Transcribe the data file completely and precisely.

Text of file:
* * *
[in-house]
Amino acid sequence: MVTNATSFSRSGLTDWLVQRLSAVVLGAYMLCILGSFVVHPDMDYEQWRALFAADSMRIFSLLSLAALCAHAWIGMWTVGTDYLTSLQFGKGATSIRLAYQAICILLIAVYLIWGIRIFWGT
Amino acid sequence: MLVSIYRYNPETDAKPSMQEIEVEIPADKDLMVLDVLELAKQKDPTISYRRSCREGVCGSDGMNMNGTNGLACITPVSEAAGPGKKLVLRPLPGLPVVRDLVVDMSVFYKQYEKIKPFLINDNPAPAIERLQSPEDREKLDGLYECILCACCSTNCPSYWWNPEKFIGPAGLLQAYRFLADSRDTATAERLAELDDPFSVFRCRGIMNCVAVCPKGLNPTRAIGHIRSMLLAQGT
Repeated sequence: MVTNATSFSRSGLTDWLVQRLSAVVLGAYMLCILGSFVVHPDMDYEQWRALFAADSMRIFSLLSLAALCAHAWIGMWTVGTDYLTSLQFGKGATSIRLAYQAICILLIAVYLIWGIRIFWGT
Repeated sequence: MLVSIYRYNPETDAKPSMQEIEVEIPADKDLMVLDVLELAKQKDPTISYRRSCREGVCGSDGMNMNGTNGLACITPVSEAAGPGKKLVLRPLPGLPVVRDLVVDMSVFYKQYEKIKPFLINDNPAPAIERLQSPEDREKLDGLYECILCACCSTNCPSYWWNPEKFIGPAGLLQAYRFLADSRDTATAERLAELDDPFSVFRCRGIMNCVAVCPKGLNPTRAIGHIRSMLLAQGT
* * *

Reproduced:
[in-house]
Amino acid sequence: MVTNATSFSRSGLTDWLVQRLSAVVLGAYMLCILGSFVVHPDMDYEQWRALFAADSMRIFSLLSLAALCAHAWIGMWTVGTDYLTSLQFGKGATSIRLAYQAICILLIAVYLIWGIRIFWGT
Amino acid sequence: MLVSIYRYNPETDAKPSMQEIEVEIPADKDLMVLDVLELAKQKDPTISYRRSCREGVCGSDGMNMNGTNGLACITPVSEAAGPGKKLVLRPLPGLPVVRDLVVDMSVFYKQYEKIKPFLINDNPAPAIERLQSPEDREKLDGLYECILCACCSTNCPSYWWNPEKFIGPAGLLQAYRFLADSRDTATAERLAELDDPFSVFRCRGIMNCVAVCPKGLNPTRAIGHIRSMLLAQGT
Repeated sequence: MVTNATSFSRSGLTDWLVQRLSAVVLGAYMLCILGSFVVHPDMDYEQWRALFAADSMRIFSLLSLAALCAHAWIGMWTVGTDYLTSLQFGKGATSIRLAYQAICILLIAVYLIWGIRIFWGT
Repeated sequence: MLVSIYRYNPETDAKPSMQEIEVEIPADKDLMVLDVLELAKQKDPTISYRRSCREGVCGSDGMNMNGTNGLACITPVSEAAGPGKKLVLRPLPGLPVVRDLVVDMSVFYKQYEKIKPFLINDNPAPAIERLQSPEDREKLDGLYECILCACCSTNCPSYWWNPEKFIGPAGLLQAYRFLADSRDTATAERLAELDDPFSVFRCRGIMNCVAVCPKGLNPTRAIGHIRSMLLAQGT